Incorporating information literacy in STEAM (science, technology, engineering, art, and math) programming in a fun and engaging manner is an essential part of encouraging responsible digital citizenship and inspiring children to think about thinking. Here are some tips and program examples to get things rolling.
Tip 1: Trust but verify. Build explaining and verifying resources into your programming curriculum.
Tip 2: See, think, wonder. Increase critical thinking with this thinking routine from Harvard Graduate School of Education’s Project Zero. Ask children: What do you see? What do you think about that? What does it make you wonder?
Tip 3: Reach out for help! Look at colleges, universities, cultural institutions for experts on your topic for support resources and guests for your program. Make sure to check and announce their bonafides, so that kids will learn to associate background experience, education, and professionalism with trusted resources.
Tip 4: Be intentional. Select culturally and developmentally appropriate activities that extend the learning experience.
Tip 5: Be safe. Build in time to explain online privacy and safety issues to kids. For more info, see ALSC Blog’s post: Virtual Programming and Patron Privacy
Pick and choose the parts that work for you! The programs below can be adapted for virtual programming.
Theme: Unplugged Coding – My Robotic Friends
Rationale: Computational thinking helps develop pattern recognition and abstraction, skills that assist in organizing and analyzing information. Learning to code complements online safety and digital citizenship instruction and provides youth a platform to practice experimentation and analysis, as well as new opportunities to express what they learn through programming.
Introduce theTopic: Explore computational thinking and programming without using computers.
Activity: Kids become cup-stacking robots! Adapt Thinkersmith’s Unplugged activity “My Robotic Friends” for your audience. If you are adapting this for virtual use, provide a link to the lesson in advance, and suggest alternatives that families could use for cups, such as blocks or cans of the same size.
Read: How to Code a Sandcastle by Josh Funk for an introduction to basic coding concepts.
Books for Older Children: Booktalk fiction series where characters explore coding: Secret Coders by Gene Leun Yang and Girls Who Code. Suggest How to Be a Coder by Kiki Prottsman for a deeper dive into coding with lots of unplugged activities.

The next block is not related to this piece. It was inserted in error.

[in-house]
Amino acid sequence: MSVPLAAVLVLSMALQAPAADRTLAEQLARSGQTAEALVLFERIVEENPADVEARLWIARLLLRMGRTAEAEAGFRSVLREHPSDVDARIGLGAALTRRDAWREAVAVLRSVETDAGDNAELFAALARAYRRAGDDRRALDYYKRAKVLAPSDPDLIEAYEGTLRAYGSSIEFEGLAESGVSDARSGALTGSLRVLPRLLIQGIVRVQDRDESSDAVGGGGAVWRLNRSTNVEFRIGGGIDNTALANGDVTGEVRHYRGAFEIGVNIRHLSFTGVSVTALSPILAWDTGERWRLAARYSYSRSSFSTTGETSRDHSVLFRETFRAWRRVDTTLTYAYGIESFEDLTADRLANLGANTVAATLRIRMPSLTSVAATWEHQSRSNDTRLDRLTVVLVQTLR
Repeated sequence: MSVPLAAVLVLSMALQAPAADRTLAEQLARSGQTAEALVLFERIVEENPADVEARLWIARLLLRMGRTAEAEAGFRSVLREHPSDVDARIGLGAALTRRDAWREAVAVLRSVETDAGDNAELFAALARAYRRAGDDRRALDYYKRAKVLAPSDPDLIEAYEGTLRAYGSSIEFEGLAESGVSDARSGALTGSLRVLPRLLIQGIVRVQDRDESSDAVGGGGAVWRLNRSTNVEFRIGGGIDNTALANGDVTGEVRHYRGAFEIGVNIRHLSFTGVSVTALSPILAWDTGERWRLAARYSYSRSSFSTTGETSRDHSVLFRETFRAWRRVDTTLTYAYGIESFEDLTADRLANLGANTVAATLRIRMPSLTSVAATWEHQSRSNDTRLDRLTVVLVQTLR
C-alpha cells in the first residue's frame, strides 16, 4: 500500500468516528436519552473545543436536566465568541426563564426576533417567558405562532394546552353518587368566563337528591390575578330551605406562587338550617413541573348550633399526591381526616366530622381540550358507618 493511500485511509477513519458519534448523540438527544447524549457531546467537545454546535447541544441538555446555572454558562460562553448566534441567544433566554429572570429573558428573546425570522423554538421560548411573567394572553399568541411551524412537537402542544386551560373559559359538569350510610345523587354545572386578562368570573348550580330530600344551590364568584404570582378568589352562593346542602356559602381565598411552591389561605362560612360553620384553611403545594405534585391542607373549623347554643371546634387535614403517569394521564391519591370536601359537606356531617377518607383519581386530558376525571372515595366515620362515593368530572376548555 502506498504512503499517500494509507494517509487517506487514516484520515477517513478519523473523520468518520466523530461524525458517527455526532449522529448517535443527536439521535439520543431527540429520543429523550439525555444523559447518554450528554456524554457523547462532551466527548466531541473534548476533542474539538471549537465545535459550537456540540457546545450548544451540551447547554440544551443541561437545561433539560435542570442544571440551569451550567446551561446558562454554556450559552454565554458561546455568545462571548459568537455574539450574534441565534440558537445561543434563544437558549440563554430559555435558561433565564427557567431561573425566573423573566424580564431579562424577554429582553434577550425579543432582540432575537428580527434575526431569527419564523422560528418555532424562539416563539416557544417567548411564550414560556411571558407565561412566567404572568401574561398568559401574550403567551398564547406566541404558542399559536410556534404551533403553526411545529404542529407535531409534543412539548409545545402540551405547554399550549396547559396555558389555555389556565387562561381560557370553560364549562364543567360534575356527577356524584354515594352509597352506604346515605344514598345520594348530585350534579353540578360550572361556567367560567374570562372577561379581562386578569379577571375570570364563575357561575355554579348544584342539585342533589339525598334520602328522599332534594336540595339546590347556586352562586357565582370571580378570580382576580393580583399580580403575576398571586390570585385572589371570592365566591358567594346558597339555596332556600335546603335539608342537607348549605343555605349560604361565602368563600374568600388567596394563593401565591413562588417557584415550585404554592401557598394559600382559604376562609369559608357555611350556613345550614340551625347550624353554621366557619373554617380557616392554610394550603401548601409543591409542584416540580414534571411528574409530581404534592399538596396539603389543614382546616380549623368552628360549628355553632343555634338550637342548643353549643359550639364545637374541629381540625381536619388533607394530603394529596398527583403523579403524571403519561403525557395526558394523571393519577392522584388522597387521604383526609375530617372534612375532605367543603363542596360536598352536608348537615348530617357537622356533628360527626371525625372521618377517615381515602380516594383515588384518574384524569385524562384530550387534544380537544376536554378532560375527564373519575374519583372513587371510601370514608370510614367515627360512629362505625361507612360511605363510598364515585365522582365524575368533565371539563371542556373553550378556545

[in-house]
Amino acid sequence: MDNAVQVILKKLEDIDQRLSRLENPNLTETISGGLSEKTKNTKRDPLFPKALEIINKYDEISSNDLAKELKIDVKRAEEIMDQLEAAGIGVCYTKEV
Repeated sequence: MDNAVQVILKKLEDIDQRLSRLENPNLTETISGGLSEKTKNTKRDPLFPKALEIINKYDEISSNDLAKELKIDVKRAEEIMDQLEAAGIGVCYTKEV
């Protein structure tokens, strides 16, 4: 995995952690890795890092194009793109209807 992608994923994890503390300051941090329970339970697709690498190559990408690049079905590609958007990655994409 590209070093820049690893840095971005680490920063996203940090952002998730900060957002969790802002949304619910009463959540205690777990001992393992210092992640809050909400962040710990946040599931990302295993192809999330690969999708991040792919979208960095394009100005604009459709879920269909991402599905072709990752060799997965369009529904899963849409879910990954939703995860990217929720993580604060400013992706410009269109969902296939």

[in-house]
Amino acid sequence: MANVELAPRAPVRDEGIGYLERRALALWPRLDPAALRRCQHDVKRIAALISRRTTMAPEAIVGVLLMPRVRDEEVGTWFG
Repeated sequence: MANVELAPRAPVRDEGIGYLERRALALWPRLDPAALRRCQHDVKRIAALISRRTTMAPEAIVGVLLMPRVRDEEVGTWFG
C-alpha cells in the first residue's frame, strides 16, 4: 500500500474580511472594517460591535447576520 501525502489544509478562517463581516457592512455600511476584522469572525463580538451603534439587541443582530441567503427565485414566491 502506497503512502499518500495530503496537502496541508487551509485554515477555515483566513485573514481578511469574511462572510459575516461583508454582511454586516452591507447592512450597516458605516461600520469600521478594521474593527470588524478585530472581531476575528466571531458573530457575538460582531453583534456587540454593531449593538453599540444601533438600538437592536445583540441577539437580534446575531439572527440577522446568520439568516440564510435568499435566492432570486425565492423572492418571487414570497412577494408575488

Books for Display: DKfindout! Coding by DK, Instructions Not Included: How a Team of Women Coded the Future by Tami Lewis Brown and Debbie Loren Dunn, Kids Get Coding (series) by Heather Lyons, et al.
Extension Activity: Kids can explore coding online with tons of resources from Hour of Code.
Theme: Exploring Art
Rationale: Art appreciation helps young children learn to think critically, express ideas, and examine implicit bias in cultural understanding of artistic merit. In addition, incorporating art education into programming helps children learn to analyze, criticize, utilize and assess visual information. Learn more about art appreciation and literacy from PBS’s article “The Importance of Art in Child Development” and EdSource’s “Art Appreciation Helps Young Children Learn to Think and Express Ideas”.
Introduce the topic: Prompt children to consider which elements of an artwork are essential for artistic intrinsic value and what affect substitutions would have on viewers’ experience of the piece.
Read: Master-pieces: Flip and Flop 10 Great Works of Art by William Lach. Look at classic portraits in a new way by mixing and matching pieces of the world’s greatest artworks to create new pieces.
Activity: View digitized and downloadable artworks from Getty’s online collection. Take the Getty challenge and recreate artwork with commonly found objects.
Read: Art Detective: Spot the Difference by Doris Kutschbach. Play detective and examine great works of art to see if they are the real thing or forgeries.
Book for Older Children: Booktalk The Art Book by Caroline Bugler. Explore the ideas behind one hundred iconic works of art while examining their historical context.
Books for Display: Behind the Museum Door: Poems to Celebrate the Wonders of Museums by Lee Bennett Hopkins; Imagine by Raúl Colón; Can You Hear It? The Metropolitan Museum of Art by William Lach
Extension Activity: Explore museums around the world from your local library or the comfort of your couch with virtual tours: Boston Children’s Museum, Children’s Museum of the Arts, The Metropolitan Museum of Art, Whitney Museum of American Art, The Louvre, National Gallery of Art, Van Gogh Museum.
Our guest bloggers today are Brooke Sheets and Meagan Albright, members of the ALSC Intellectual Freedom Committee. Brooke is the Senior Librarian for the Children’s Literature Department of the Los Angeles Public Library. Meagan is a Youth Services Librarian III at the NSU Alvin Sherman Library in Fort Lauderdale, FL.
This post addresses the following ALSC Core Competency: Programming Skills